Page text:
Stem cell pioneer Katsuhiko Hayashi of Kyoto University took a scrap of mouse tail. He wanted to make more mice from it. Just this month, he succeeded. He wasn't exploring how to make an artificial animal, but rather, how to take a scrap of skin from a real animal and reproduce its genetic offspring in an artificial way.
If you're starting to see Jurassic Park replays, you're on the right channel.
Hayashi and his team cultivated the DNA in the skin to create stem cells, and then stimulated the stem cells to become egg cells. The eggs were then fertilized with mouse sperm in the Petri dish. Fertilized eggs were implanted in mice to mature. About one out of 100 of these completely artificial eggs produced a healthy baby mouse.
Thanks to this breakthrough, Jurassic Park-like of transformations could become commonplace. All that's lacking is a scrap of velociraptor skin.
Artificial eggs could transform reproduction
"This is truly amazing," says Jacob Hanna, a stem cell in Israel. "To be able to make robust and functional mouse oocytes over and over again entirely in a dish, and see the entire process without the 'black box' of having to do any of the steps in host animals, is most exciting."
It's not just exciting, it's potentially transformational for how people (or any egg producing animal) reproduce. For example, Nature reports that Hanna is hoping to create human eggs from skin using Hayashi's technique. "I do not think it is going to prove much more complex," the scientist said.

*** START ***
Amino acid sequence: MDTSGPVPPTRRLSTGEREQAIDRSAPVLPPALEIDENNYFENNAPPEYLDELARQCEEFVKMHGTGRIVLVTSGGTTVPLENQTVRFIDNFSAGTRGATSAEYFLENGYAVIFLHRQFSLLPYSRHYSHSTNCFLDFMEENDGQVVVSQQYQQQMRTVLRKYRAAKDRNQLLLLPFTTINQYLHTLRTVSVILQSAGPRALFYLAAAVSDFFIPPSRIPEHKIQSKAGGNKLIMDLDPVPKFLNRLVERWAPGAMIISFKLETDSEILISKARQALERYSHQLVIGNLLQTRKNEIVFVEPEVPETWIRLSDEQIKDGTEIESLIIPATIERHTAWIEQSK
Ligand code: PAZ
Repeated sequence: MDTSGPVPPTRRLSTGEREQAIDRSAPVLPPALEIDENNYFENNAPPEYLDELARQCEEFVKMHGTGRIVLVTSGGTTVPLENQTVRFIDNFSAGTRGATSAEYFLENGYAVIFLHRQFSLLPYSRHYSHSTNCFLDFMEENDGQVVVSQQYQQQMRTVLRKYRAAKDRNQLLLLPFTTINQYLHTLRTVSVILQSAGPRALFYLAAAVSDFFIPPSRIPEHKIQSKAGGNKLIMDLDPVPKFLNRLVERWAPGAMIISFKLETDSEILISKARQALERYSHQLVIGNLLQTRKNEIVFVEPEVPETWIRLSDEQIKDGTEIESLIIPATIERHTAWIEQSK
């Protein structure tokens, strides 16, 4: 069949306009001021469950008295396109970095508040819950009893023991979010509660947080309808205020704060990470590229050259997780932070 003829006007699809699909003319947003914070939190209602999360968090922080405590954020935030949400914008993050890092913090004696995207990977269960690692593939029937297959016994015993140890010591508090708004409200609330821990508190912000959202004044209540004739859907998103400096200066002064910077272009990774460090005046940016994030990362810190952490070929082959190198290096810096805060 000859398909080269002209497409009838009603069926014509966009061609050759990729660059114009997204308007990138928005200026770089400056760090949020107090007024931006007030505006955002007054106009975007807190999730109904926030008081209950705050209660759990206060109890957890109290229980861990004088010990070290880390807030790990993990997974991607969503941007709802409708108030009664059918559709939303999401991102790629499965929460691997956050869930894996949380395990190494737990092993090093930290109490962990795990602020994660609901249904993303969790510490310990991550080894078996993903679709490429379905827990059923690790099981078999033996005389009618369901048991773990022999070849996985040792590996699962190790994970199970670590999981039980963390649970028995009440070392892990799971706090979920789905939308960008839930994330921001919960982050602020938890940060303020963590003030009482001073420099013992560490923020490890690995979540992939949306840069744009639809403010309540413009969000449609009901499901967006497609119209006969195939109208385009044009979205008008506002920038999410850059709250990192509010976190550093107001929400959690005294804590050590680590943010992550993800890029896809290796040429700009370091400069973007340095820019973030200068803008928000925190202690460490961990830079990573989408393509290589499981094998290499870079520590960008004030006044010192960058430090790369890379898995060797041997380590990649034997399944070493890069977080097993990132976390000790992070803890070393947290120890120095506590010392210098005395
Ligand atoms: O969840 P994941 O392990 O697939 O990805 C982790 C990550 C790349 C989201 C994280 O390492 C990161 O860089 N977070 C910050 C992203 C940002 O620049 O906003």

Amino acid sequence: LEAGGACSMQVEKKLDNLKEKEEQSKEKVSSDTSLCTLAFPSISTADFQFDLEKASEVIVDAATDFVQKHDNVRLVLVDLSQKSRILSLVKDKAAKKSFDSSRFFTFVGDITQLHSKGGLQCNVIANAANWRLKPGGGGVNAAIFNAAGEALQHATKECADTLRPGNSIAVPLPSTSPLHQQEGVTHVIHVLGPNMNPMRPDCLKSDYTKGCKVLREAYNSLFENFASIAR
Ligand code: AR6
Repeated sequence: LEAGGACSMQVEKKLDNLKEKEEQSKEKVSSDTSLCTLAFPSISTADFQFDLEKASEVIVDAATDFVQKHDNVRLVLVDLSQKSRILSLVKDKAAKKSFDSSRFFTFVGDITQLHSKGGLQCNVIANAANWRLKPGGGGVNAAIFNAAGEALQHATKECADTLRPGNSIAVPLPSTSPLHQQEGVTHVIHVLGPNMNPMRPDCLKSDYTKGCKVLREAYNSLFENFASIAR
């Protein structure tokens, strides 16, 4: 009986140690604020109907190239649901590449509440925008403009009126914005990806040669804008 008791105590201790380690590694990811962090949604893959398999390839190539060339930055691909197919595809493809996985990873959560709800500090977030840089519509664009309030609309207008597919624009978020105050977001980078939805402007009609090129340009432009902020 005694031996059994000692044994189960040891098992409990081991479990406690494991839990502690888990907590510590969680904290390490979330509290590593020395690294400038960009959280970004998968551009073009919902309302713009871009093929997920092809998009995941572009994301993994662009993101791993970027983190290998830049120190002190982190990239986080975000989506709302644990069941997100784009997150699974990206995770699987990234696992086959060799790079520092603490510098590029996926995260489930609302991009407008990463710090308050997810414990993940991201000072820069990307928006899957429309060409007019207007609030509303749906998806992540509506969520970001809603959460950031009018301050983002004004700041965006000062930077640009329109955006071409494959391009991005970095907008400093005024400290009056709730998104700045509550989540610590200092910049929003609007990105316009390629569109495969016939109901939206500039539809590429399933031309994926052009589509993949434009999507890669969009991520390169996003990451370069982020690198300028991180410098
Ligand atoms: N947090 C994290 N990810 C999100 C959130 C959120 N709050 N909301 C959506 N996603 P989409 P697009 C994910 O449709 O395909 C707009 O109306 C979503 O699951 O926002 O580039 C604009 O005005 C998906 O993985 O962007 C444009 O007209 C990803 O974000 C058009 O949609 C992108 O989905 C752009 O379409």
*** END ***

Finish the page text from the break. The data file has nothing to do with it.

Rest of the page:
Implications range from the profoundly disruptive--like designer babies--to the precious, like cloning Fido. Moral implications on growing organs and extending life are also quickly in view. This development comes at a landmark time when NIH has recently agreed to fund human/animal hybrid research (chimera research).
It's time to develop an ethics around this new chapter in reproductive science. "I would say that fully mature and functional 'eggs in a dish' should be first produced in large animals - pigs, sheep and cows - before attempting human," said Prof James Adjaye, director of the institute for stem cell research and regenerative medicine at the University of Düsseldorf.
Should we use this technology to lab produce farm animals more efficiently? Does it have substantial promise for couples, such as same sex male couples, who could engineer their own reproduction? Answers appear to be positive.
Human eggs take ten years to mature in nature, but some scientists believe in the lab, it's possible they could be redesigned to be mature upon creation. What this fast developing science means for the future of reproduction has both substantially positive--and substantially scary--potential consequences.